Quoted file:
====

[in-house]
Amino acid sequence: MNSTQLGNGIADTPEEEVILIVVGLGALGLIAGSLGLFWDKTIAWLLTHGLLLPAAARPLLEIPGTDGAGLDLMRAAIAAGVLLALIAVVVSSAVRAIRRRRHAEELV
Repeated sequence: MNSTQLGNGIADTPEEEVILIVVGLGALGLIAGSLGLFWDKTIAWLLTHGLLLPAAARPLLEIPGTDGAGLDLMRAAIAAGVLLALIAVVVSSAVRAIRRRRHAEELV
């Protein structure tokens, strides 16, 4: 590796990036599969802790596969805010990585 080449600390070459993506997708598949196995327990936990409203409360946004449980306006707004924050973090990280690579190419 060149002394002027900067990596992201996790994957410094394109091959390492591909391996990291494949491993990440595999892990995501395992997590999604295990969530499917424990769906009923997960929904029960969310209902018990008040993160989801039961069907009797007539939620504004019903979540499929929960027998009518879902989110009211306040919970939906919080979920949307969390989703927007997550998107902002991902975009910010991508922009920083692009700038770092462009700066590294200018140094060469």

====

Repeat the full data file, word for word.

[in-house]
Amino acid sequence: MNSTQLGNGIADTPEEEVILIVVGLGALGLIAGSLGLFWDKTIAWLLTHGLLLPAAARPLLEIPGTDGAGLDLMRAAIAAGVLLALIAVVVSSAVRAIRRRRHAEELV
Repeated sequence: MNSTQLGNGIADTPEEEVILIVVGLGALGLIAGSLGLFWDKTIAWLLTHGLLLPAAARPLLEIPGTDGAGLDLMRAAIAAGVLLALIAVVVSSAVRAIRRRRHAEELV
């Protein structure tokens, strides 16, 4: 590796990036599969802790596969805010990585 080449600390070459993506997708598949196995327990936990409203409360946004449980306006707004924050973090990280690579190419 060149002394002027900067990596992201996790994957410094394109091959390492591909391996990291494949491993990440595999892990995501395992997590999604295990969530499917424990769906009923997960929904029960969310209902018990008040993160989801039961069907009797007539939620504004019903979540499929929960027998009518879902989110009211306040919970939906919080979920949307969390989703927007997550998107902002991902975009910010991508922009920083692009700038770092462009700066590294200018140094060469």